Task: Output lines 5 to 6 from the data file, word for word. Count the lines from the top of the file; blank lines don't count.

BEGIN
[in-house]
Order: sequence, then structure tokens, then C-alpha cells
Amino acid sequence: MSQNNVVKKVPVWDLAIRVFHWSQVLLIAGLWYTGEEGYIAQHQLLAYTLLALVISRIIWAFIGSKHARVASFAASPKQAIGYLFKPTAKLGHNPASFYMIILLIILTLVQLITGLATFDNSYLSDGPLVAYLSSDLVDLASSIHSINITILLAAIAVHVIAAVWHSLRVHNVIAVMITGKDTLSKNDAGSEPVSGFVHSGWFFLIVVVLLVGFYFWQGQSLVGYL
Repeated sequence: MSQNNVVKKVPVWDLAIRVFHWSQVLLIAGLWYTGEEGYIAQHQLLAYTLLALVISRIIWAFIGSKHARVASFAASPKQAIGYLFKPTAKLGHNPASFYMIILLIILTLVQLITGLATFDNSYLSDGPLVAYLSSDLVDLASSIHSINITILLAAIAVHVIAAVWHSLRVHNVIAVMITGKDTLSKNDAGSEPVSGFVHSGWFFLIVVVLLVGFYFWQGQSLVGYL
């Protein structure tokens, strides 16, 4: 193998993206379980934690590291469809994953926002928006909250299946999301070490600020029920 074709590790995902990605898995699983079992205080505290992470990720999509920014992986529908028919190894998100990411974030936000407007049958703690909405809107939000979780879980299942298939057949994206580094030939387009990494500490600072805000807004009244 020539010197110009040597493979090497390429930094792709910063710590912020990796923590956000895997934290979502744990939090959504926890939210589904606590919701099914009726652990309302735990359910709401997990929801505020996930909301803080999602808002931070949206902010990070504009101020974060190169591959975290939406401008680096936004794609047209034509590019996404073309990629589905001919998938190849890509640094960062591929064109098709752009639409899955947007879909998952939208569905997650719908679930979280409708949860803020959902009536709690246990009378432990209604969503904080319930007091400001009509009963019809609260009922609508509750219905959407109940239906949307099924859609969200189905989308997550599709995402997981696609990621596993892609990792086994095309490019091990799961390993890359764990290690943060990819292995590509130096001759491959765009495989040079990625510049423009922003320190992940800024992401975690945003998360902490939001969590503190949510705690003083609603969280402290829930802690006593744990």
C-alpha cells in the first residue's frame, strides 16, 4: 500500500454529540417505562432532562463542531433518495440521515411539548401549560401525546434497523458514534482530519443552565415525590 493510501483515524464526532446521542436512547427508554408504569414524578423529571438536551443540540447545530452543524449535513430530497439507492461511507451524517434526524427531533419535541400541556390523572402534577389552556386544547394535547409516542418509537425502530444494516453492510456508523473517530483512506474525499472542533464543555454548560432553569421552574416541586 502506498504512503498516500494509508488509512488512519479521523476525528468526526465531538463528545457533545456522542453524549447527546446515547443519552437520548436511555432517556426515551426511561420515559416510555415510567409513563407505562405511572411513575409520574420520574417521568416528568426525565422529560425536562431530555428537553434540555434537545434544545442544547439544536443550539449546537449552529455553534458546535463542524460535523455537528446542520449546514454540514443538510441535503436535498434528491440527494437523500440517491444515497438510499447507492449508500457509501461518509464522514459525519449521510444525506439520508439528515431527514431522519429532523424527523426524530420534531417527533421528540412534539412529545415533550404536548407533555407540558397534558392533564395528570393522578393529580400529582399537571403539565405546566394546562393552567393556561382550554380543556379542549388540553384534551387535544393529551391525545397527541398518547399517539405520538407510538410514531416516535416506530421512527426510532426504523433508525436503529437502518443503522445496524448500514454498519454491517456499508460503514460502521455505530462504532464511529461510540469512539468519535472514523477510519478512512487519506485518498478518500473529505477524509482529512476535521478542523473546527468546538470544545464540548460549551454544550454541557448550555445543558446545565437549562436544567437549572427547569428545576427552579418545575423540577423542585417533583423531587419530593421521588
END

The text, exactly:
């Protein structure tokens, strides 16, 4: 193998993206379980934690590291469809994953926002928006909250299946999301070490600020029920 074709590790995902990605898995699983079992205080505290992470990720999509920014992986529908028919190894998100990411974030936000407007049958703690909405809107939000979780879980299942298939057949994206580094030939387009990494500490600072805000807004009244 020539010197110009040597493979090497390429930094792709910063710590912020990796923590956000895997934290979502744990939090959504926890939210589904606590919701099914009726652990309302735990359910709401997990929801505020996930909301803080999602808002931070949206902010990070504009101020974060190169591959975290939406401008680096936004794609047209034509590019996404073309990629589905001919998938190849890509640094960062591929064109098709752009639409899955947007879909998952939208569905997650719908679930979280409708949860803020959902009536709690246990009378432990209604969503904080319930007091400001009509009963019809609260009922609508509750219905959407109940239906949307099924859609969200189905989308997550599709995402997981696609990621596993892609990792086994095309490019091990799961390993890359764990290690943060990819292995590509130096001759491959765009495989040079990625510049423009922003320190992940800024992401975690945003998360902490939001969590503190949510705690003083609603969280402290829930802690006593744990």
C-alpha cells in the first residue's frame, strides 16, 4: 500500500454529540417505562432532562463542531433518495440521515411539548401549560401525546434497523458514534482530519443552565415525590 493510501483515524464526532446521542436512547427508554408504569414524578423529571438536551443540540447545530452543524449535513430530497439507492461511507451524517434526524427531533419535541400541556390523572402534577389552556386544547394535547409516542418509537425502530444494516453492510456508523473517530483512506474525499472542533464543555454548560432553569421552574416541586 502506498504512503498516500494509508488509512488512519479521523476525528468526526465531538463528545457533545456522542453524549447527546446515547443519552437520548436511555432517556426515551426511561420515559416510555415510567409513563407505562405511572411513575409520574420520574417521568416528568426525565422529560425536562431530555428537553434540555434537545434544545442544547439544536443550539449546537449552529455553534458546535463542524460535523455537528446542520449546514454540514443538510441535503436535498434528491440527494437523500440517491444515497438510499447507492449508500457509501461518509464522514459525519449521510444525506439520508439528515431527514431522519429532523424527523426524530420534531417527533421528540412534539412529545415533550404536548407533555407540558397534558392533564395528570393522578393529580400529582399537571403539565405546566394546562393552567393556561382550554380543556379542549388540553384534551387535544393529551391525545397527541398518547399517539405520538407510538410514531416516535416506530421512527426510532426504523433508525436503529437502518443503522445496524448500514454498519454491517456499508460503514460502521455505530462504532464511529461510540469512539468519535472514523477510519478512512487519506485518498478518500473529505477524509482529512476535521478542523473546527468546538470544545464540548460549551454544550454541557448550555445543558446545565437549562436544567437549572427547569428545576427552579418545575423540577423542585417533583423531587419530593421521588